Date of Award

3-2020

Document Type

Thesis

Degree Name

Master of Science in Nuclear Engineering

Department

Department of Engineering Physics

First Advisor

Larry W. Burggraf, PhD

Abstract

Aerosols produced by turbulent mechanical mixing and bubble aeration at Waste Water Treatment Plants (WWTPs) become bioaerosols with the entrainment of biological materials. Bioaerosols become a public health risk when human pathogens are present. This study evaluated bioaerosols containing Bacillus globigii (BG) spores, and the effects that aeration rate and the addition of Free-Floating Carrier Media (FFCM) had on the amount of BG spores collected following aerosolization. A series of laboratory-scale experiments investigated two different sizes of floating polystyrene spheres as FFCM and four different aeration rates. When the differences in compared aeration rates were sufficiently large, a positive correlation was observed between increasing aeration rate and increasing bioaerosol production. The maximum increase from 0.50 to 1.00 L/min resulted in a 97.58% increase in the percent of starting BG spores captured after aerosolization. The addition of FFCM of both sizes reduced the amount of BG spores captured when compared to the control. Smaller spheres (0.42 cm diameter) consistently attenuated BG bioaerosol emissions more effectively than those with larger (1.91 cm) diameters, with a mean control efficiency of 93.03% compared to 83.95%. Statistical analysis showed a significant increase in the ability of smaller diameter FFCM to attenuate bioaerosol production at the two higher investigated aeration rates. This study was the first, to the author’s knowledge, to investigate multiple effects on bioaerosol production where the aerosol contained strictly bacterial endospores. As a part of a larger investigation including laboratory scale and pilot-scale WWTP research, this study is the first in a series of studies intended to investigate the effect of experimental scale on bioaerosol production. Results related to effects due to scale can be applied to better predict bioaerosol behaviors in operating treatment plants.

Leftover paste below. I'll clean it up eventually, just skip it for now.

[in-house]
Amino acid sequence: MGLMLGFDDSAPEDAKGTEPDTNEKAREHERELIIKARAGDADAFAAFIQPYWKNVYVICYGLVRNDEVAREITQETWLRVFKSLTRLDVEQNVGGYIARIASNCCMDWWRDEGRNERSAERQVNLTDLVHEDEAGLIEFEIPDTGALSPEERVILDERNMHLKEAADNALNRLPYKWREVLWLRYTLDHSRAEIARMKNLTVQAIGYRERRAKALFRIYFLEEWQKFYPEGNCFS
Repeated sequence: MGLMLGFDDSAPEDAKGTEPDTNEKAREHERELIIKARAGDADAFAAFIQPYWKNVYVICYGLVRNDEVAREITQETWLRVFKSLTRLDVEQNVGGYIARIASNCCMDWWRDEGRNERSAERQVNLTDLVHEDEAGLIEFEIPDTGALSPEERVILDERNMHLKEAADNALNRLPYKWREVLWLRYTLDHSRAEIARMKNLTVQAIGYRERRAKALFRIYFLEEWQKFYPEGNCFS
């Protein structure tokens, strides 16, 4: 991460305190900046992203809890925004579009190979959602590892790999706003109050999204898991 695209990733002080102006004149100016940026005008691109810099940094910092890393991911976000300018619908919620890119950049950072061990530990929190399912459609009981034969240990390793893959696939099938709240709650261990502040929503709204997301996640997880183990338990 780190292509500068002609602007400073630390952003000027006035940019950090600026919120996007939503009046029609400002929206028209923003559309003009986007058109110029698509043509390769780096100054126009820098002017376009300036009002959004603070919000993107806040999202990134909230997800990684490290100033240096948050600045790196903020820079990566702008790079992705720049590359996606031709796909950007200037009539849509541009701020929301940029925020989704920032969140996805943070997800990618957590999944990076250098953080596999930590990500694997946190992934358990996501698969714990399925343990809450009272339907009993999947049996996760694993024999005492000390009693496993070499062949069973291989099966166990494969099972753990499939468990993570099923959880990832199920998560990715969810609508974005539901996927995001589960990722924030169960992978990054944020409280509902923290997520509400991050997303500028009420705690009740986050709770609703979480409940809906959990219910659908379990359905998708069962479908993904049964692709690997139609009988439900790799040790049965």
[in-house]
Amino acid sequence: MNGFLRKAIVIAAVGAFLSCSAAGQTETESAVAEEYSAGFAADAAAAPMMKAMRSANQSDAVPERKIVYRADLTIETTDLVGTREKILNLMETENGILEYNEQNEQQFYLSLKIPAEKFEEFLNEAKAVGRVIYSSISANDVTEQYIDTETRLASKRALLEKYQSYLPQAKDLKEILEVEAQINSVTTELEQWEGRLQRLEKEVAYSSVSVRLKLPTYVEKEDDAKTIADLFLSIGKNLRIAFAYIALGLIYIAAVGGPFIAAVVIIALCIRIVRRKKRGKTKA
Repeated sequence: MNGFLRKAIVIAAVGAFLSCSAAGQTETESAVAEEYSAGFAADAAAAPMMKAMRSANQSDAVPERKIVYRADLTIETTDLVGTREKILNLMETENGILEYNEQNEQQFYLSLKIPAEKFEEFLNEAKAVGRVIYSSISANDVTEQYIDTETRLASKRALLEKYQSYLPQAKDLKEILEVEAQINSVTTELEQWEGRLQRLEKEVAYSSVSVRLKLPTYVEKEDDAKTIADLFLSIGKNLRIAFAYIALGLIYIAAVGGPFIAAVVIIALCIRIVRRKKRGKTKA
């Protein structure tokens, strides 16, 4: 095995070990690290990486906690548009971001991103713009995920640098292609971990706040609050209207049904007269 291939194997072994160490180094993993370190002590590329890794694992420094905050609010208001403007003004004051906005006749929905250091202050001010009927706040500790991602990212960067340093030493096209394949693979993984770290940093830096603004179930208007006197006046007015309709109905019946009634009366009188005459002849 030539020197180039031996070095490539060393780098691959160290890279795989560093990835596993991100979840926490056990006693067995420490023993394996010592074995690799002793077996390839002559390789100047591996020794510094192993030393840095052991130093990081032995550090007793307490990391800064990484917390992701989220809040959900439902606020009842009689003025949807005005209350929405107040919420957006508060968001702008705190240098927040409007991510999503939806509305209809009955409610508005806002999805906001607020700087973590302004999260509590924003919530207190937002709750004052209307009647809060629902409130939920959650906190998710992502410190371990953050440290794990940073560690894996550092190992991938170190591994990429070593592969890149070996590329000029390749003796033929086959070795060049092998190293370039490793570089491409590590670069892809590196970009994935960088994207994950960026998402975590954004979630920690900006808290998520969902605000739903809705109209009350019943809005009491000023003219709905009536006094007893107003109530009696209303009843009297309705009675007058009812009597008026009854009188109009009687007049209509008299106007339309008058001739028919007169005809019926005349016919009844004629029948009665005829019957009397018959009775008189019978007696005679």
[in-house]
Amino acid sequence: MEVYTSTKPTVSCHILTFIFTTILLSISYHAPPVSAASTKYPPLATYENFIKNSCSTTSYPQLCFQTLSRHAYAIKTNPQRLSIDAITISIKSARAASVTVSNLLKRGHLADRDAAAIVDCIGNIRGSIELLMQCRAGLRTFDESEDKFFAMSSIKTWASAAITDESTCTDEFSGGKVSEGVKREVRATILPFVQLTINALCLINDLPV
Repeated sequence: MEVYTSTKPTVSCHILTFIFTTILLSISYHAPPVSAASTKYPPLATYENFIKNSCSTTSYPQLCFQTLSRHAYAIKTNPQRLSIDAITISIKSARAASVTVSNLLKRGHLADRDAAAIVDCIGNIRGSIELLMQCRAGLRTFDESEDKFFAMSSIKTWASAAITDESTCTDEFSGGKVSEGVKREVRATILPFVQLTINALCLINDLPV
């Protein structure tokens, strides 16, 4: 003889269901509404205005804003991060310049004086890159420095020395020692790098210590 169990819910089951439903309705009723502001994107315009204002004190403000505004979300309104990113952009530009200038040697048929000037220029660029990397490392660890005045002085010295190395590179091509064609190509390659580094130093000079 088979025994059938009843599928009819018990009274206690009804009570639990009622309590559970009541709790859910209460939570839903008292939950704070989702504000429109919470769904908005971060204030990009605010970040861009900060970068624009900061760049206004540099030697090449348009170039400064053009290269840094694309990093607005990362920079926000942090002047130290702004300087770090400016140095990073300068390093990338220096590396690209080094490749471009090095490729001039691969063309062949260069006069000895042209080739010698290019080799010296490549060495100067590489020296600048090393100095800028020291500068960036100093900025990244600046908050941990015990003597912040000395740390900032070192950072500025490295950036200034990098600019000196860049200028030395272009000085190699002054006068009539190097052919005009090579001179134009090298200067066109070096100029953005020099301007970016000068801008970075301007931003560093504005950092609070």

AFIT Designator

AFIT-ENP-MS-20-M-110

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